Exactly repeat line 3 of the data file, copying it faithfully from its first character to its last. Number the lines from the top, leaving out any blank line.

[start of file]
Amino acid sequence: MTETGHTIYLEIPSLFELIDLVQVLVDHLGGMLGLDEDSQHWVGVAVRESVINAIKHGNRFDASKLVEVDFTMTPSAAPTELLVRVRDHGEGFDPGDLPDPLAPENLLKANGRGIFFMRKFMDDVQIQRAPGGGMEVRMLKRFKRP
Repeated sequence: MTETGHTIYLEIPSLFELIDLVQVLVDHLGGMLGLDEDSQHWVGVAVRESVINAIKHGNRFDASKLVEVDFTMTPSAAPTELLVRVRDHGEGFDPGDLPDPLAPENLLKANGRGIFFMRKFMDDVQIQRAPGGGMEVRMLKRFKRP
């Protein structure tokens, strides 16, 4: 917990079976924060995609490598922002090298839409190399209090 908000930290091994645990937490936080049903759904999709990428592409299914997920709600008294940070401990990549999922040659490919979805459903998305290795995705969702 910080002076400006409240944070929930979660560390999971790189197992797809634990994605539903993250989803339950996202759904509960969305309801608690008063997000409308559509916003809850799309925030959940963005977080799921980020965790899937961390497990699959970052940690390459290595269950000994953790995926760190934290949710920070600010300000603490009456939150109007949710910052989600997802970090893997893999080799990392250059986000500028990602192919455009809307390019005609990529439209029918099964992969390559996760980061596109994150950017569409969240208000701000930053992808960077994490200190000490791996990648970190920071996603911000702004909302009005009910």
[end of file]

């Protein structure tokens, strides 16, 4: 917990079976924060995609490598922002090298839409190399209090 908000930290091994645990937490936080049903759904999709990428592409299914997920709600008294940070401990990549999922040659490919979805459903998305290795995705969702 910080002076400006409240944070929930979660560390999971790189197992797809634990994605539903993250989803339950996202759904509960969305309801608690008063997000409308559509916003809850799309925030959940963005977080799921980020965790899937961390497990699959970052940690390459290595269950000994953790995926760190934290949710920070600010300000603490009456939150109007949710910052989600997802970090893997893999080799990392250059986000500028990602192919455009809307390019005609990529439209029918099964992969390559996760980061596109994150950017569409969240208000701000930053992808960077994490200190000490791996990648970190920071996603911000702004909302009005009910």